Brussels Tramways No. 96
Snow could be a major problem for tramway operators, particularly in parts of the world such as North America and Central and Northern/Western Europe that were prone to severe winter weather. In the early days the only solution was to purchase one or more purpose-built snowbrooms to help keep the tracks clear enough for the trams to get through.
Brussels 96 is an excellent example of this type of specialist vehicle and was one of 360 snowbrooms to have been built by J.G. Brill & Co of Philadelphia, which for many years was the largest tramcar manufacturer in the world. Although they produced more than 45,000 tramcars (or ‘streetcars’ as they were known in the States) – more than any other manufacturer – 96 is the only example of a Brill tramcar in the collection as well as being the only surviving snowbroom (and indeed the only complete Brill tramcar) in the United Kingdom. Leeds operated five similar cars, also built by Brill, to keep its tram system clear of snow in the harsh Yorkshire winters but none of these survived into preservation.
The tramcar’s important function is clearly reflected in its design, with a very high clearance between the tramcar’s body and trucks in order to accommodate the huge revolving brushes made of rattan – somewhat like giant bottle brushes.
The distinctive Brill design of snow sweeper made use of two short brooms – one located at the front and one at the back end of the car – each of which swept one of the tramlines and half the track. Other manufacturers favoured a single rotating brush positioned under either the front or centre of the tramcar. The advantage claimed by the Brill design was that shorter brushes could be set at a greater angle, which would enable the snow to be swept clear of the tracks, instead of just being pushed forward as would happen with a longer broom.. Another distinctive feature of the car is its three motors, two for powering the vehicle and the third for operating the brooms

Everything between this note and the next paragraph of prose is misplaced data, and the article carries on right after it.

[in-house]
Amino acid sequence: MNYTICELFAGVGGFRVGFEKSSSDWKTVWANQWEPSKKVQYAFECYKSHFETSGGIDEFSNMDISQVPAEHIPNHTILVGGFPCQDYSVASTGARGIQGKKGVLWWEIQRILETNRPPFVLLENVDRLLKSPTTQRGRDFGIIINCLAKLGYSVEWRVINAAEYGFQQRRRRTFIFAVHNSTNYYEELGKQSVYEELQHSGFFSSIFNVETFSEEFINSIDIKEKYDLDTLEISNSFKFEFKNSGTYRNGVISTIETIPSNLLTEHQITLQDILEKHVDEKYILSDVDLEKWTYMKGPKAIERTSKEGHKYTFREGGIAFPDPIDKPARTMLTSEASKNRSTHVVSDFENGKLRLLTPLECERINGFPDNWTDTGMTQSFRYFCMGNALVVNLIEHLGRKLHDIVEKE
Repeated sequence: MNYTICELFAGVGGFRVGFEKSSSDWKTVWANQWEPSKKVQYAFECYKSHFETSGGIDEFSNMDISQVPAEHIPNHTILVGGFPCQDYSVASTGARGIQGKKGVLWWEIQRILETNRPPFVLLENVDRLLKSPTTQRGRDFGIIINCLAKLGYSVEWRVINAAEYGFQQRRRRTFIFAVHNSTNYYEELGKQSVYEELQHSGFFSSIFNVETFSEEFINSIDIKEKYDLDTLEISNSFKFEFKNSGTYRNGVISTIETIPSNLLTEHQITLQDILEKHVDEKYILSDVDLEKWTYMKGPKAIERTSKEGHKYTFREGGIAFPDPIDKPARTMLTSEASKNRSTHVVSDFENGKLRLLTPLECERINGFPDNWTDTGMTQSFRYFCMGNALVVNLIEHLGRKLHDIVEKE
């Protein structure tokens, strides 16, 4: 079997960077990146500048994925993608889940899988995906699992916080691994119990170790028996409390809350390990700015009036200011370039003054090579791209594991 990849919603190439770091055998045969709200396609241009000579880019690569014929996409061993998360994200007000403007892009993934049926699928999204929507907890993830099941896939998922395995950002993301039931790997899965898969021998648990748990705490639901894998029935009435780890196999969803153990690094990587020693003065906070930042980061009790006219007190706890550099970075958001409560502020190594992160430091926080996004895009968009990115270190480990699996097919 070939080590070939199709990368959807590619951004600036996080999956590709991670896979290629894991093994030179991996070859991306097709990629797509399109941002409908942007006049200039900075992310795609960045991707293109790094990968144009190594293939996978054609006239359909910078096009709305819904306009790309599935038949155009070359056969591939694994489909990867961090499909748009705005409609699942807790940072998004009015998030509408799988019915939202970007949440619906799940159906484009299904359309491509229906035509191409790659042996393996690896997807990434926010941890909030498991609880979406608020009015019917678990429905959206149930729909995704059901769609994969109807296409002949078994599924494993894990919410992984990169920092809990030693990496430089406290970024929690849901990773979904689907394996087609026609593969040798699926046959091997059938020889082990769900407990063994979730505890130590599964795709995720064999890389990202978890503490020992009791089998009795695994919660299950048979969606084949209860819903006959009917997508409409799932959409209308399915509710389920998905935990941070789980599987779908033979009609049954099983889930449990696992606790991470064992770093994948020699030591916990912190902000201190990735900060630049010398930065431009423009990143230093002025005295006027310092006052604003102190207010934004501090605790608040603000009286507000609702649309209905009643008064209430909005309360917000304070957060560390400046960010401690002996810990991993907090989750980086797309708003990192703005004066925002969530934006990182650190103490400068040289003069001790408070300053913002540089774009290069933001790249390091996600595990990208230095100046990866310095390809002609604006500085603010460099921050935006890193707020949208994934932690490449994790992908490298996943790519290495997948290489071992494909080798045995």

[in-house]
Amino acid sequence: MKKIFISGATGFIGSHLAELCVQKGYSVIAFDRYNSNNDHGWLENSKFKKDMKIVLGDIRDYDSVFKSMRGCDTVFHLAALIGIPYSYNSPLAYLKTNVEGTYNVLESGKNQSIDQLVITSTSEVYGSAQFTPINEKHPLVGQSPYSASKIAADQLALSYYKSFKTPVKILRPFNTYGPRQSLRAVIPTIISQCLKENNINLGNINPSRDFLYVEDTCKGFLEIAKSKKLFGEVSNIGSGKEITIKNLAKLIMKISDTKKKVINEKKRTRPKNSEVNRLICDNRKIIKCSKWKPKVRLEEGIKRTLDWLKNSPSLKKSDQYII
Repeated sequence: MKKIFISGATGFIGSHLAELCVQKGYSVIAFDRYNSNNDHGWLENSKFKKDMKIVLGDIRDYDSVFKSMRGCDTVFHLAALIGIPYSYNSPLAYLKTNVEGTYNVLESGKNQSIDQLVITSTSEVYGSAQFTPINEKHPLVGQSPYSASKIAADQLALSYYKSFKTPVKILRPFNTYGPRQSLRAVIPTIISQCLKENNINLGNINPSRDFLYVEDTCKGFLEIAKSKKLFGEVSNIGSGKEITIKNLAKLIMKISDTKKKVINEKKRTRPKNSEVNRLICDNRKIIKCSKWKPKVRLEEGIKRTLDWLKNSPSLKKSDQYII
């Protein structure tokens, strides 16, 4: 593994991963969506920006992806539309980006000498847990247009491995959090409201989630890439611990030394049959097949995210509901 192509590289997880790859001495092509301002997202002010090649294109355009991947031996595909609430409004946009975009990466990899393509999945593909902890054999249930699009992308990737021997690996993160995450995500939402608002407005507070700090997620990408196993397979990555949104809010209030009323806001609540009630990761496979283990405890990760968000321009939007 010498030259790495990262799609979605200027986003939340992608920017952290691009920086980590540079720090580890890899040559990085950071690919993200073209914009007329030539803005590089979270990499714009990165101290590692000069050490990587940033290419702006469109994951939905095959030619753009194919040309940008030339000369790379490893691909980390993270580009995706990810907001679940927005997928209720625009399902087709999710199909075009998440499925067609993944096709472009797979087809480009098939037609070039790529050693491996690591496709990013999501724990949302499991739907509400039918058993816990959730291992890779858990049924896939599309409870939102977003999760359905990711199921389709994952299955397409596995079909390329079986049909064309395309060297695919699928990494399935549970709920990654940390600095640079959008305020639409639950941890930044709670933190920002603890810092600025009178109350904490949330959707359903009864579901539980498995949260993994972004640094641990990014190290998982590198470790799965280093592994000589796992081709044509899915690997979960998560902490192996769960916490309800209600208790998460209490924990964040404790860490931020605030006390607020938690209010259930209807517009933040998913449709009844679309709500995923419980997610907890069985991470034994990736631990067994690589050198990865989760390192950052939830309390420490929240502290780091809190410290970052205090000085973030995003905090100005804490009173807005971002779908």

Brill snowbrooms were built for both the home and export market and Brussels 96 would have cost around $1,100 when new. This substantial cost for a non-revenue earning vehicle was one reason why many tramway operators in later years sought to economise by converting redundant passenger trams to snowbrooms at the end of their working life. One such example from the collection is LCC 106, a tram which owes its survival to the fact that it was converted into a snowbroom (022) at a time when its contemporaries were either being scrapped or sold to other operators. Another example is Sheffield 46 which was converted into a snow plough in 1920 when no longer needed as a passenger car.
The Brussels snowbroom is one of two that were ordered for the city’s undertaking in 1903 and 1906. On arrival, these were numbered 95 and 96. Number 96 was allocated to Schaerbeek depot, which serviced routes 53 and 58. Various modifications were made to the tramcar over the years, one of the main ones being a rebuilding of the tramcars ends so that they more closely resembled a ‘Brussels standard car’ of the 1930s. Electric front lights, direction indicators and side-lights were also added over the years. In common with other works vehicles in the fleet, number 96’s original brown livery was replaced by a brown and white striped livery after the second world war.